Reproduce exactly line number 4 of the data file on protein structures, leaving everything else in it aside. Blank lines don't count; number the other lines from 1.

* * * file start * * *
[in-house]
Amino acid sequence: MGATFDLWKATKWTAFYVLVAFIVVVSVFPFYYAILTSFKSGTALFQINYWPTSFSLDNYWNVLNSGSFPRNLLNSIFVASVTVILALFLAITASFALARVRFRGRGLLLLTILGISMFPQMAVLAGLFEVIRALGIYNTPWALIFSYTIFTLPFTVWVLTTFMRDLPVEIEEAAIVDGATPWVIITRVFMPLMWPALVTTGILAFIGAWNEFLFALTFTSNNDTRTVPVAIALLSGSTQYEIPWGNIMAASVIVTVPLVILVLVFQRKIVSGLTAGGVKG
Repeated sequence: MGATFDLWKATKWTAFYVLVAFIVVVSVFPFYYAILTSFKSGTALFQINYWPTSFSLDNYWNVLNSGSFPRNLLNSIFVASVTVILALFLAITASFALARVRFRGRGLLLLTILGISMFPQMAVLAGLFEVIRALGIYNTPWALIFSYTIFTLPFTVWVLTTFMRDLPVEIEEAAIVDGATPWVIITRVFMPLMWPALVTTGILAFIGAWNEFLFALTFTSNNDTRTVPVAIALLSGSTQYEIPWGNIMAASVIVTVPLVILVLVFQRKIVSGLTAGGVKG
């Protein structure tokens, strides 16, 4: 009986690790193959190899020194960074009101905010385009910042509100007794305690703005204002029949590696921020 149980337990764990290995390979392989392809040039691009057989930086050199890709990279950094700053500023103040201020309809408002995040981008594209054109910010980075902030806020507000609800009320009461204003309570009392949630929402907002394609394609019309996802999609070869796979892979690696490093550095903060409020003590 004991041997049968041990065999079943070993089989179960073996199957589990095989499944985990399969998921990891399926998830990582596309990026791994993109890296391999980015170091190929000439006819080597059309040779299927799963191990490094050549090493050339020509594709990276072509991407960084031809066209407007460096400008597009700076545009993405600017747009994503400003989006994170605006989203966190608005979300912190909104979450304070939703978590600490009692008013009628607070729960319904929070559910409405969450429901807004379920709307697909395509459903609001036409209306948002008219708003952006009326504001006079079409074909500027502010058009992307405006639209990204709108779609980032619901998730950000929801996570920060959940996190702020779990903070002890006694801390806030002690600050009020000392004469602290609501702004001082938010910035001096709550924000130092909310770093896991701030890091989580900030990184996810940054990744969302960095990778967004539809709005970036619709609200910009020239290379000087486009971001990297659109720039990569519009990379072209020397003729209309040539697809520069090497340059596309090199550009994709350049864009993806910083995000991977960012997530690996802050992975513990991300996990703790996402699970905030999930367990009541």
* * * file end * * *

């Protein structure tokens, strides 16, 4: 009986690790193959190899020194960074009101905010385009910042509100007794305690703005204002029949590696921020 149980337990764990290995390979392989392809040039691009057989930086050199890709990279950094700053500023103040201020309809408002995040981008594209054109910010980075902030806020507000609800009320009461204003309570009392949630929402907002394609394609019309996802999609070869796979892979690696490093550095903060409020003590 004991041997049968041990065999079943070993089989179960073996199957589990095989499944985990399969998921990891399926998830990582596309990026791994993109890296391999980015170091190929000439006819080597059309040779299927799963191990490094050549090493050339020509594709990276072509991407960084031809066209407007460096400008597009700076545009993405600017747009994503400003989006994170605006989203966190608005979300912190909104979450304070939703978590600490009692008013009628607070729960319904929070559910409405969450429901807004379920709307697909395509459903609001036409209306948002008219708003952006009326504001006079079409074909500027502010058009992307405006639209990204709108779609980032619901998730950000929801996570920060959940996190702020779990903070002890006694801390806030002690600050009020000392004469602290609501702004001082938010910035001096709550924000130092909310770093896991701030890091989580900030990184996810940054990744969302960095990778967004539809709005970036619709609200910009020239290379000087486009971001990297659109720039990569519009990379072209020397003729209309040539697809520069090497340059596309090199550009994709350049864009993806910083995000991977960012997530690996802050992975513990991300996990703790996402699970905030999930367990009541």